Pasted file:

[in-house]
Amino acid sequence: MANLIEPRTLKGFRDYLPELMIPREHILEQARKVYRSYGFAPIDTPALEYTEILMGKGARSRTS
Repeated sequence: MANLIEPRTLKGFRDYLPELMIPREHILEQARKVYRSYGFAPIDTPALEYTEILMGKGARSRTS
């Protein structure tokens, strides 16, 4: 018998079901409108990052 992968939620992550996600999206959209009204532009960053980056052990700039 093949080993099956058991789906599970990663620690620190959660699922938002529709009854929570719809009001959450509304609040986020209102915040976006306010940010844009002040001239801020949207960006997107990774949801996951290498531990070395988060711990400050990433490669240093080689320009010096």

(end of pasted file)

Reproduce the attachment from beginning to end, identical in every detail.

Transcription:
[in-house]
Amino acid sequence: MANLIEPRTLKGFRDYLPELMIPREHILEQARKVYRSYGFAPIDTPALEYTEILMGKGARSRTS
Repeated sequence: MANLIEPRTLKGFRDYLPELMIPREHILEQARKVYRSYGFAPIDTPALEYTEILMGKGARSRTS
């Protein structure tokens, strides 16, 4: 018998079901409108990052 992968939620992550996600999206959209009204532009960053980056052990700039 093949080993099956058991789906599970990663620690620190959660699922938002529709009854929570719809009001959450509304609040986020209102915040976006306010940010844009002040001239801020949207960006997107990774949801996951290498531990070395988060711990400050990433490669240093080689320009010096």